The failure of Czechoslovak authorities to keep track of the women that served with the British makes it hard to determine how many there were. Karolína Stegurová estimates their number to be over 200. In the British Army and Royal Airforce, they took up a variety of posts, most often as drivers, interpreters, or meteorologists. The Czechoslovak servicewoman Ruth Tosková recalled her experience working for RAF’s signals intelligence.
“We eavesdropped on the communication of the Luftwaffe, which was directed from stations on the ground. At first, we had to learn German codes, because everything was broadcast in codes which were then deciphered by other branches of the air force. It wasn’t difficult since the code was limited to some 200 or 300 words.”
A further 119 Czechoslovak women are estimated to have served with the British Army in the Middle East. Many of them were Jewish and had emigrated to British Palestine shortly before or after the war broke out. A contingent of about 30 Czechoslovak women was stationed at Tell El Kebir, a dessert camp about 110 kilometres northeast of Cairo. Karolína Stegurová told Czech Radio more about the British base.
“The camp was a melting pot of different nationalities. Besides Czechoslovaks, these included Greeks, Cypriots, Persian men, Arabs, and Jews. There were also problems with discipline. From the army journals of Tell El Kebir we know that thefts of mosquito nets and tyres were very frequent. Simply put, there was always drama going on. But the archives also show that the Brits saw the Czechs as the hardest-working group, along with the Greeks.”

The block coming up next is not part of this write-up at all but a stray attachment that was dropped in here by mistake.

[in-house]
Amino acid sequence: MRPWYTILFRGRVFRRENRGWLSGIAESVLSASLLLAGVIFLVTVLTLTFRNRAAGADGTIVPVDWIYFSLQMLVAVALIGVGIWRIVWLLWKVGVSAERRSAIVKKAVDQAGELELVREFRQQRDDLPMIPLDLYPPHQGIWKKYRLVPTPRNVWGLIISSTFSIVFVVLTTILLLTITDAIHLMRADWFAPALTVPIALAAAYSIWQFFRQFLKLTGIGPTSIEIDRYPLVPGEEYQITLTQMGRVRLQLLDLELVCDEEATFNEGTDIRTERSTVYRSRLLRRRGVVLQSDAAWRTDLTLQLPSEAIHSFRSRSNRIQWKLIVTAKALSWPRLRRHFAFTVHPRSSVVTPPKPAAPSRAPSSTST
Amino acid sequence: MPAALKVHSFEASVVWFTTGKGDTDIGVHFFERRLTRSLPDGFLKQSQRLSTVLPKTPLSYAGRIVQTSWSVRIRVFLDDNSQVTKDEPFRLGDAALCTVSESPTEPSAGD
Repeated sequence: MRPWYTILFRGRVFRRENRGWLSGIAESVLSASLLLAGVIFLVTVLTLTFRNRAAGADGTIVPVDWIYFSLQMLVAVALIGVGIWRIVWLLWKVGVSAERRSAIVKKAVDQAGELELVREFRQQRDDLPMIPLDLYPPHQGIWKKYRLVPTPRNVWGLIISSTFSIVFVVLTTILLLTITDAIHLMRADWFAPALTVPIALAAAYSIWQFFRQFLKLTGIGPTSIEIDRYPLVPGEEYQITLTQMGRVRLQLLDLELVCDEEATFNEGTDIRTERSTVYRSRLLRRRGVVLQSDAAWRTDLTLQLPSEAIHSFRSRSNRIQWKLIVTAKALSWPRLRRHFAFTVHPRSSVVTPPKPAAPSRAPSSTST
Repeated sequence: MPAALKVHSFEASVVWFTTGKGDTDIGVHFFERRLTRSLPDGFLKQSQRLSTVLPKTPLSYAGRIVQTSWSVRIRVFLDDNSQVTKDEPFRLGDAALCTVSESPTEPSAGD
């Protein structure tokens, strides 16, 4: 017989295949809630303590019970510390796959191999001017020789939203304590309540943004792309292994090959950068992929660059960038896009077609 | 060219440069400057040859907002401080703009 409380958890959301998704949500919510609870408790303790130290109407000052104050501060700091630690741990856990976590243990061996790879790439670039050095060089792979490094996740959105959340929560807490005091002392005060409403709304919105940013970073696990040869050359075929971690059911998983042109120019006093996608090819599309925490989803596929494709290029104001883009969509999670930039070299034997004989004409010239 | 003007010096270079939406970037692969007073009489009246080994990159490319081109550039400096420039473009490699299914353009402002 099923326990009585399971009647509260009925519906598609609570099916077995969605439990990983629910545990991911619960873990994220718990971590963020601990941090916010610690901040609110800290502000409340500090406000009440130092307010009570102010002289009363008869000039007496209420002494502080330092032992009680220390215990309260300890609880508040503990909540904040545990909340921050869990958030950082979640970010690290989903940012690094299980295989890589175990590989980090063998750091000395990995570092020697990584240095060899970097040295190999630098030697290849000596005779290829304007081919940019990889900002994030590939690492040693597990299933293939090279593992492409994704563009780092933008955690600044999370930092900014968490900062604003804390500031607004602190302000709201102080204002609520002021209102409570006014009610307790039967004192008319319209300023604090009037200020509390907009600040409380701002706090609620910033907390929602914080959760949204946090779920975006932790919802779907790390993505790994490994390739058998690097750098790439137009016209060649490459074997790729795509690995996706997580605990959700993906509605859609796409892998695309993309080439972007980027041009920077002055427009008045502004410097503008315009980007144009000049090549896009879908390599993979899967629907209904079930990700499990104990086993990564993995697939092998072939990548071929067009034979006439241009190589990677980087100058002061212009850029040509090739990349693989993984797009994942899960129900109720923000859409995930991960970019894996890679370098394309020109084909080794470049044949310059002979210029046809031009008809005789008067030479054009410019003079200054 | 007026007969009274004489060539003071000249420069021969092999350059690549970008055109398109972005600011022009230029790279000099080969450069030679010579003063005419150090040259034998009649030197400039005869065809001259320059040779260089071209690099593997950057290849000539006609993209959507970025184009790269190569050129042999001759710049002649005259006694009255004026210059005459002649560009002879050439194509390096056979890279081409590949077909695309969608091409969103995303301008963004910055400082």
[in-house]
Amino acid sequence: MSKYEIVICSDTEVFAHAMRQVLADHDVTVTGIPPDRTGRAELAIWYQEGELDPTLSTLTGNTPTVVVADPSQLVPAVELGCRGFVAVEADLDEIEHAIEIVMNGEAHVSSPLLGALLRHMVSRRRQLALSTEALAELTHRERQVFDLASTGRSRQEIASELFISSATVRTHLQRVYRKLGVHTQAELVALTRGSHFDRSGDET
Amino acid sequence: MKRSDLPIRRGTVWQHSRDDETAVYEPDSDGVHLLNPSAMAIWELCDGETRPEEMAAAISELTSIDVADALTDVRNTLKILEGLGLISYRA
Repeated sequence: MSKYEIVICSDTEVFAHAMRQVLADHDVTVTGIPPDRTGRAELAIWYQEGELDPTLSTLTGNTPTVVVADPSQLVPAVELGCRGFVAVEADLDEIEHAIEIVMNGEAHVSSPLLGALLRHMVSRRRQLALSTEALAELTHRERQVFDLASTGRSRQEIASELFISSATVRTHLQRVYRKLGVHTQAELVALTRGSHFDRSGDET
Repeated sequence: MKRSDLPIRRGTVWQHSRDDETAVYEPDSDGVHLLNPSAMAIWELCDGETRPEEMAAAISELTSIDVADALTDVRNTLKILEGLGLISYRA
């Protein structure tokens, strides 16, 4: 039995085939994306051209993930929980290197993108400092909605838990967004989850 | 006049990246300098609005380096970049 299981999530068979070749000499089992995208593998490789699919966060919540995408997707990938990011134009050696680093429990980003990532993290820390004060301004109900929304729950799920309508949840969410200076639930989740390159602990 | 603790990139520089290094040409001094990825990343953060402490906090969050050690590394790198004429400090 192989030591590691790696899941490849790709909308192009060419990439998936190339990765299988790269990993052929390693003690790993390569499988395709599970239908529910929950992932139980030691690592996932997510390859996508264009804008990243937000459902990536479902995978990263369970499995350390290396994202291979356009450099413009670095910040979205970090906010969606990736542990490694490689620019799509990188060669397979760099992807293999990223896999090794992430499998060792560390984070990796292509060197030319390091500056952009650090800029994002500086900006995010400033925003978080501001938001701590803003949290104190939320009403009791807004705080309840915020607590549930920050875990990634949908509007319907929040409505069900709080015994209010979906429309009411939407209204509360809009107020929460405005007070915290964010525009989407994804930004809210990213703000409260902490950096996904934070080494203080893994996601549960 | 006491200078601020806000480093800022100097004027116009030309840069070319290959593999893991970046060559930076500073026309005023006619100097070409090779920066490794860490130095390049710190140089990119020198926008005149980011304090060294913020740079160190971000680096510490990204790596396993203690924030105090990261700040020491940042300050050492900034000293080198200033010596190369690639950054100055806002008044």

The Czechoslovak women at Tell El Kebir mostly served as office workers, car mechanics, or drivers. The platoon of drivers was tasked with transporting material from ports on the Red Sea to the front. It was commanded by captain Edita Zochovicová. Originally from Slovakia and of Jewish origin, Zochovicová was the first Czechoslovak woman to become a military officer during World War Two. After the war, she received several medals for her service.